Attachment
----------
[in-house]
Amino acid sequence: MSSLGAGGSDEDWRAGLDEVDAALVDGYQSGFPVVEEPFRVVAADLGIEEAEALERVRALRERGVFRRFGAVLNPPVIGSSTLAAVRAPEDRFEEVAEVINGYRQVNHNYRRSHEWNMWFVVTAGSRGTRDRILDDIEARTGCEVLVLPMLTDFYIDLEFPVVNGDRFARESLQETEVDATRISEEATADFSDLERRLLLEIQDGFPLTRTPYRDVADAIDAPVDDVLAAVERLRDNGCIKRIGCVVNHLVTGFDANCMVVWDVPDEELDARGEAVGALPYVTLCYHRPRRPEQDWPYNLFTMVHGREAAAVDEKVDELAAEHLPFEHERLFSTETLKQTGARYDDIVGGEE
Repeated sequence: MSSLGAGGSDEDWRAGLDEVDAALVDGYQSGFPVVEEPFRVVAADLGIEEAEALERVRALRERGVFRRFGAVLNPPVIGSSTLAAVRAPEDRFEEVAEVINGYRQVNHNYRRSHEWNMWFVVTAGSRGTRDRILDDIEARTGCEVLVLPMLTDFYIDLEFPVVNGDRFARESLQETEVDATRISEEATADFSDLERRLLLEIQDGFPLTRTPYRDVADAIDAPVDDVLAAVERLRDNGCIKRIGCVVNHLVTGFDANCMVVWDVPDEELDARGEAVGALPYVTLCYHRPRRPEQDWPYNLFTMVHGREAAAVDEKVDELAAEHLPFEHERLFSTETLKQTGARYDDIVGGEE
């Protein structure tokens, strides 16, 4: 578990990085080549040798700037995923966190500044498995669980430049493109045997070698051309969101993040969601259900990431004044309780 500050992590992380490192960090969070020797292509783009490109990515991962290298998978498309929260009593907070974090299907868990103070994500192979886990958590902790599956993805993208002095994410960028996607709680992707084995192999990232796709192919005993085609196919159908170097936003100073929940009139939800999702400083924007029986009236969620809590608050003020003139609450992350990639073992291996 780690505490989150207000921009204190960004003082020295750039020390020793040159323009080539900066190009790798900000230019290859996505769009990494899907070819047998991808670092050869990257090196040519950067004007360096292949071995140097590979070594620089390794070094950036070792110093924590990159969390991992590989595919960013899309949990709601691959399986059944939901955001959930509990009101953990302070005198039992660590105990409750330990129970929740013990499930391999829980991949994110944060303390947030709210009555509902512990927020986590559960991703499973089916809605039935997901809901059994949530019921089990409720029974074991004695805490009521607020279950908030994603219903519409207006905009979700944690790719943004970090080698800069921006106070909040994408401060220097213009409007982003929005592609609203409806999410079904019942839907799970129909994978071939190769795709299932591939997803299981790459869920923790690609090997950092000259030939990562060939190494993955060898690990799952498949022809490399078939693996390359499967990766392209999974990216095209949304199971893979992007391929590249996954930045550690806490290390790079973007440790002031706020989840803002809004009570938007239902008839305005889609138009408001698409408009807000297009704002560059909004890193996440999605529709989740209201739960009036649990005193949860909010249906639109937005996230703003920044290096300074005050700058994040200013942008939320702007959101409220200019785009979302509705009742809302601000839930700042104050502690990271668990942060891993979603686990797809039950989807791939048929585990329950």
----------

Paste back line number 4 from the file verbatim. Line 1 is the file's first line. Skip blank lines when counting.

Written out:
């Protein structure tokens, strides 16, 4: 578990990085080549040798700037995923966190500044498995669980430049493109045997070698051309969101993040969601259900990431004044309780 500050992590992380490192960090969070020797292509783009490109990515991962290298998978498309929260009593907070974090299907868990103070994500192979886990958590902790599956993805993208002095994410960028996607709680992707084995192999990232796709192919005993085609196919159908170097936003100073929940009139939800999702400083924007029986009236969620809590608050003020003139609450992350990639073992291996 780690505490989150207000921009204190960004003082020295750039020390020793040159323009080539900066190009790798900000230019290859996505769009990494899907070819047998991808670092050869990257090196040519950067004007360096292949071995140097590979070594620089390794070094950036070792110093924590990159969390991992590989595919960013899309949990709601691959399986059944939901955001959930509990009101953990302070005198039992660590105990409750330990129970929740013990499930391999829980991949994110944060303390947030709210009555509902512990927020986590559960991703499973089916809605039935997901809901059994949530019921089990409720029974074991004695805490009521607020279950908030994603219903519409207006905009979700944690790719943004970090080698800069921006106070909040994408401060220097213009409007982003929005592609609203409806999410079904019942839907799970129909994978071939190769795709299932591939997803299981790459869920923790690609090997950092000259030939990562060939190494993955060898690990799952498949022809490399078939693996390359499967990766392209999974990216095209949304199971893979992007391929590249996954930045550690806490290390790079973007440790002031706020989840803002809004009570938007239902008839305005889609138009408001698409408009807000297009704002560059909004890193996440999605529709989740209201739960009036649990005193949860909010249906639109937005996230703003920044290096300074005050700058994040200013942008939320702007959101409220200019785009979302509705009742809302601000839930700042104050502690990271668990942060891993979603686990797809039950989807791939048929585990329950």